Anyone who knows me or who knows anything about me usually knows that my pre-teen and teen years were incredibly difficult. I dealt with neglect and abuse in my family, starting from about the time I was 10. I was sexually assaulted twice before I even became a teenager. I was queer. I was suicidal and was a self-injurer. I struggled to find safe shelter sometimes. Few people seemed to notice, even though after I gave up trying to use my words, I still used my eyes to try and tell them constantly. The one adult I could count on over time to be unilaterally supportive of me had (still has) serious mental illness. I had to take more adult responsibility at the end of my teen years than anyone else I knew. Like many adolescents, I constantly heard directly or got indirect messages from adults who talked about how awful teenagers were, how awful I was, how difficult, how impossible, how loathesome. Four days after my sixteenth birthday, the first real-deal big-love-me-lover I had, who treRead more...
This is a guest post from alphafemme, part of the blog carnival to help raise awareness and support for Scarleteen.
My mother reads Dear Abby religiously. She’s done it for as long as I can remember, always picking out the “Lifestyle” section of our local daily paper and turning to page B2.
Some days growing up, my sister or father would abscond with the section before she got to it to do the crossword or read the comics, but she would keep her eye on it, calling dibs on the section next. As a kid, it didn’t occur to me to question her loyalty to the column, and in fact I blindly followed suit–reading Dear Abby, it seemed, was something one did if one was to be a Woman. I was never all that impressed by the advice “Abby” (Pauline Phillips was her real name, if I remember correctly) doled out, and eventually I got bored of her predictable responses and stopped reading. The act of stopping wasn’t all that memorable or all that conscious; it just sort of slipped away, superseded by moreRead more...
I remember it very clearly. I was a senior in high school and we were all noshing together in the lunch room when Darla, who was two years my junior, blurted out that she had seen her boyfriend naked and that they were planning to have sex soon. It would be her first time, although we thought he probably had more experience. ”I sure hope it gets smaller before it goes in, because my hole isn’t that big!” she declared and we all laughed together.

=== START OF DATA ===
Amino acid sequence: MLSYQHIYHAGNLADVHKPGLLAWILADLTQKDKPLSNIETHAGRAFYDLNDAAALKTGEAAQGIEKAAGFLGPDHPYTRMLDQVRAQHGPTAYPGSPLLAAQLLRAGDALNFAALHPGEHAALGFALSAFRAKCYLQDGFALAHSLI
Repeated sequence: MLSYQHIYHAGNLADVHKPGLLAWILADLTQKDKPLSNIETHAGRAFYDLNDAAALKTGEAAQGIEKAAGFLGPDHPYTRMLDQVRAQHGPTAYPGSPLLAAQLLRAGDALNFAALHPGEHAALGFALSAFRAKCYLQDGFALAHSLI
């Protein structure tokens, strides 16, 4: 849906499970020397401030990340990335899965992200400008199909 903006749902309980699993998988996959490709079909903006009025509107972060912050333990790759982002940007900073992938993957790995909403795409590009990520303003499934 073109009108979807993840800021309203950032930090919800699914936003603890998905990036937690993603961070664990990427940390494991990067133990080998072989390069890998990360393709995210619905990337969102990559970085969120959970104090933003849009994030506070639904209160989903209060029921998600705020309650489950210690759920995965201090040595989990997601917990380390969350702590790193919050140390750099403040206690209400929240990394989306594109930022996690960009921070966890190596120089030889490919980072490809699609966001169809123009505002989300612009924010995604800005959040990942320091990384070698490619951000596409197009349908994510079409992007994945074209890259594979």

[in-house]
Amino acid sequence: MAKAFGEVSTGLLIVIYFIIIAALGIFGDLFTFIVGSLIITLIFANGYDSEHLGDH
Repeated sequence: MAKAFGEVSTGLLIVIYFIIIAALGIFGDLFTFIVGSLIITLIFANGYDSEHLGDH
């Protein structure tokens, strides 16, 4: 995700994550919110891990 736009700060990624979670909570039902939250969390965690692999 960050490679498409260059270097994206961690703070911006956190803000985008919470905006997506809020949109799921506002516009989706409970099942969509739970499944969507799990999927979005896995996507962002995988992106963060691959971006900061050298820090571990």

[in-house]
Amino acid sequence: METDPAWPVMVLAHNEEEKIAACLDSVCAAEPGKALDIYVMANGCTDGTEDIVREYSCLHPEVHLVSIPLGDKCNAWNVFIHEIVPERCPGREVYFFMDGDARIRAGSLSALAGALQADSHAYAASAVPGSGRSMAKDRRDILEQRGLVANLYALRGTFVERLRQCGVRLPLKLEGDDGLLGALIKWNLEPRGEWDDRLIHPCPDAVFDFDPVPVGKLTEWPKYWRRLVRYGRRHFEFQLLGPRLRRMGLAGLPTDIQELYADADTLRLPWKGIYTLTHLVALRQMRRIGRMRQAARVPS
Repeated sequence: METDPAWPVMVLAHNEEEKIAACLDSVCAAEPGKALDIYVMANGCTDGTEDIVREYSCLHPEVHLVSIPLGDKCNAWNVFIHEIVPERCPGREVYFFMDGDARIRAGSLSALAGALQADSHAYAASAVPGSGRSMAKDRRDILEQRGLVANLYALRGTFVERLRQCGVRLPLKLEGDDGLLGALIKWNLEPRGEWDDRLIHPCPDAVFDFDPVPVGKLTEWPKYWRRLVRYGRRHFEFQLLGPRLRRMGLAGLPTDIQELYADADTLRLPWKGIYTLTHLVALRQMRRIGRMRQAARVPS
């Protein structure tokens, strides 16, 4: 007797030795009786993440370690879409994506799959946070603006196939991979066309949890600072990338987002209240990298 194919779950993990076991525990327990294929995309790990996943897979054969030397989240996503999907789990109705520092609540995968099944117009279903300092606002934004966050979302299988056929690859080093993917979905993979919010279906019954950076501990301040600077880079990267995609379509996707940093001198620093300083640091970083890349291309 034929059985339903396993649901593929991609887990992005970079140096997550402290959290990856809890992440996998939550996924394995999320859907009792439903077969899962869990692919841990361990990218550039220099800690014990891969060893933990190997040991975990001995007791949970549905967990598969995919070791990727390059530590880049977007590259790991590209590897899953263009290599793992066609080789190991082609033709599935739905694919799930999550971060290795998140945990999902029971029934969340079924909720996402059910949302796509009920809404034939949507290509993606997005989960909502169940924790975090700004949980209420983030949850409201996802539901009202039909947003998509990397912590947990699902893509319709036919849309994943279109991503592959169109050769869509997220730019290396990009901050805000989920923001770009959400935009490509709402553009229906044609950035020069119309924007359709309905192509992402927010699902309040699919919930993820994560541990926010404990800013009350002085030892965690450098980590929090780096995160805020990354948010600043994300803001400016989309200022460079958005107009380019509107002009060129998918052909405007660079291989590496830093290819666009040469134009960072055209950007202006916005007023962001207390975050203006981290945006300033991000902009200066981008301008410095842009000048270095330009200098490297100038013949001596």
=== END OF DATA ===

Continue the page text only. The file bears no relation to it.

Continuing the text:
The thing is, she didn’t know whether it would or not, and none of us were willing (or able) to give her much information. Within weeks she recruited another friend to purchase a pregnancy test with her, but I don’t believe any of us considered STI tests.
Back then, I was a youth leader of our church youth group’s True Love Waits effort, a national programRead more...
Preface: I was recently asked to participate in a blogathon to support Scarleteen, an online sex education forum for teens. I was flattered. I was humbled. I was a little queasy and had to breathe in a bag for a minute or 12. I decided to contribute the story of how I survived homophobic bullying thanks a single library book. I’m living proof that progressive sex education (no matter how small-scale) makes an enormous difference in the lives of the very young. It’s my hope that all who read my sarcastic, satirically-tinged autobiographical account will consider making an enormous difference by supporting Scarleteen.
"In this life, things are much harder than in the afterworld/ In this life, you’re on your own!" —Prince
High school is a laugh riot. It’s a jolly funhouse where the unpopular and the unusual are punished for their crimes against conformity with a topsy-turvyRead more...
We're just getting caught up with the myriad of fantastic blog entries that are part of the blog carnival that's been going on over the last three weeks as an effort to help cultivate support for Scarleteen. We've been reprinting some entries here at our blog, and will keep up with that, but here are a handful we can link right to for you to take a look at:
From Cory Silverberg at About.Com:
Scarleteen does sex education from a social justice model. Whether it's an article on the site, a response in the forums, or a request for more information in order to refer a youth out, they acknowledge the multiple ways that youth are systemically denied basic rights and access to sex education and sexual health. It's not unusual for a question about, say contraception or sexual pleasure, to elicit an answer that accessibly and seamlessness weaves information about race, class, and gender, in with information about how to go about choosing and accessing contraception, or negotiating with a part
This is a guest entry from The Beautiful Kind as part of the month-long blogathon to support and raise awareness for Scarleteen.
I was a teenager in the 80's, but before that I was a kid who got molested.
When I was 8 or 9, my teenage adopted brother asked me, "Do you want me to show you something fun?"
I said sure, not realizing his idea of "fun" was sex with a child. He did things like sneak into the bathroom while I was taking a bath and give me a handful of pencils, instructing me to get as many inside me as I could so that I would be prepared for his penis.
When the family watched movies in the dark living room, he would sit in a chair and stare intensely at me instead of the movie, his hands in his pockets, stroking himself. He had big plans for me.
But before he could turn me into his own personal sex toy, I told my parents about it, and they freaked. It took a while for them to protect me due to the complicated family legal system, but in the meantime they put me in therapy. IRead more...